My Experience As An Apprentice In 2018

January 21, 2018

When I was in school, all of my teachers bombarded me with information about university and which ones I should be applying to and why and what would make me happy and what I could do with my degree and all the rest of that spiel. There was article after article written by uni students telling me the reality of their situation; but uni just didn’t appeal to me. I knew I wanted to do an apprenticeship, but I didn’t really know much of the reality of it. No one was writing advice articles aside from some grownups who were comparing uni and apprenticeships. I couldn’t really find any relating to an apprentices experience, so here’s one for anyone who is considering this as an option or anyone who wants to know what it’s like.

It’s been nearly 5 months since I started my engineering apprenticeship now, and 7 months since I finished school. It’s been a very new experience, that’s for sure. The structure of my apprenticeship is pretty much what I thought it was going to be. I work 4 days a week 8.15-4:45 (an hour for lunch), and I spend 1 day a week going to college, where my course is paid for by my employer. I’m very fortunate with regards to the fact that my course isn’t too intense, and I don’t have to spend hours upon hours after work working on college coursework. I’ll still get a degree, but it’s going to take me 5 years to get mine instead of the 3 it’ll take everyone who g

A bunch of kick ass girls who are going to be kick ass engineers

oes straight through uni. I’m doing 2 years in college where I study a HNC and then I’ll spend 3 years doing day release to a uni. I’m won’t be going to a Russell group, because I need the day release (I’ll probably be going to UWE). I can’t do a full week, but I like to think my experience will be an advantage in the future.

In work, I have my own desk and I work on projects the same as everyone else. I get given tasks to carry out that are at my skill level. I go to meetings to observe how the design process works. I’m not expected to talk in these meetings but I can if I choose to. I have a trainer who guides me through my course and who I can go to with any queries. It is a great way of learning, and I do really enjoy my job.

Now for maybe the not so glamorous side of things. I still live at home (I’m saving for a deposit on a house and I feel like renting is just throwing away money that I could be saving). I live an hour and a bit train ride from work which I do every morning and  evening. Because of the way traffic works in a big city, even if I lived 10 miles closer, (or in some cases 20), it wouldn’t take much time off my journey because of where the trains pass through and how the traffic is. So every morning I get up and I do a 1.25 hour journey. It’s tiring.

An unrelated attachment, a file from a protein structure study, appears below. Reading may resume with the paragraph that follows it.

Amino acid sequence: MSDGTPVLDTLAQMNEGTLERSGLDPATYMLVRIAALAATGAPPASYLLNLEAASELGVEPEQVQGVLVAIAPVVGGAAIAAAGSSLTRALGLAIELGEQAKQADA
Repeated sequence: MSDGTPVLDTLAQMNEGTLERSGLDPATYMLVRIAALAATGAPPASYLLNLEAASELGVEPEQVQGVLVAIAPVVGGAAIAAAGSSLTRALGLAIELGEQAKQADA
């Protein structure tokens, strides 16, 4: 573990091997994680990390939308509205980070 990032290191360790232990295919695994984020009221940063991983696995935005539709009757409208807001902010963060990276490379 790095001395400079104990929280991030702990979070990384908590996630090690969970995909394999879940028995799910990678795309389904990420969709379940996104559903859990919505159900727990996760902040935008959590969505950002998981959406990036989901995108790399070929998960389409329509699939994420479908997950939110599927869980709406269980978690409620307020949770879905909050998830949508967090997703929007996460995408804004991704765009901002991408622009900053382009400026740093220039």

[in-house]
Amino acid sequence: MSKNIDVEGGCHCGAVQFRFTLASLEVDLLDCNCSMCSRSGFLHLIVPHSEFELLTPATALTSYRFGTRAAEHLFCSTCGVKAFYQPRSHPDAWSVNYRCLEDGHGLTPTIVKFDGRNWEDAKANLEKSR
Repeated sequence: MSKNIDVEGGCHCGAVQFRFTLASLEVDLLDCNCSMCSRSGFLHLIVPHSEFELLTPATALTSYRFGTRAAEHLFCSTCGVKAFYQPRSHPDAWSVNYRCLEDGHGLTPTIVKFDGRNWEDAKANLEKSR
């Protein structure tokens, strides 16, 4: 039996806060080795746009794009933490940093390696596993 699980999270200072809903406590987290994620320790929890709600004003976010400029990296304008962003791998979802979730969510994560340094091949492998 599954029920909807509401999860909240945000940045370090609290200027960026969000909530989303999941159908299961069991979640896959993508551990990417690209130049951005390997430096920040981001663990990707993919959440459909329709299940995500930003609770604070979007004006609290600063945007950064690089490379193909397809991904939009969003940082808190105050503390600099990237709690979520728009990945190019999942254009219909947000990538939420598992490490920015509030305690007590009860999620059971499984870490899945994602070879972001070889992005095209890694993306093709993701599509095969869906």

I’ve gone from being a school girl who was out of the house for 8.5 hours for school (including travel), to a woman (??? I guess) who is out of the house from 7 until 6. It was a shock to the system and it is difficult. I still don’t really think I’m adjusted to it yet, and I only do it 4 days a week (my college course is on a monday and starts at 1).

It leaves me with a lot less time. Compared to when I was in school, I have 12.5 hours less free time a week. That’s a lot of time lost, and I suppose that isn’t going to change. I also have a lot less holiday time. In school, I used to get 13 weeks (or 65 days), a year off. Now I get 30 days, which I know is more than what a lot of other people get, but it is a substantial decrease when I look at it, but I value my time off a lot more now, and I don’t let it go to waste like I used to when I was in school.

The money aspect is really cool. Even though I have a lot less spare time, I can now fill my spare time with stuff I really have to do. I can save money every month towards a house, while also paying for holidays, concert tickets and other nice things. I don’t have to wait and save for a long time to buy the things I really want, I can just buy them as and when I want.

I feel like I’m under a lot less pressure than those people who went to uni. My course isn’t too demanding and my employer understands that I have coursework to do, and I’m allowed time to do that in work. In the weeks that college is closed, I can still use the Monday to catch up on college assignments and sleep.

I think that this was the right choice for me. What did you do? Are you still deciding or have you chosen and started uni or something else? Let me know about your experience in the comments, because I think it’s good to talk about our options. Also if you have any question, please feel free to ask

Thanks for reading


Ashleigh xxx

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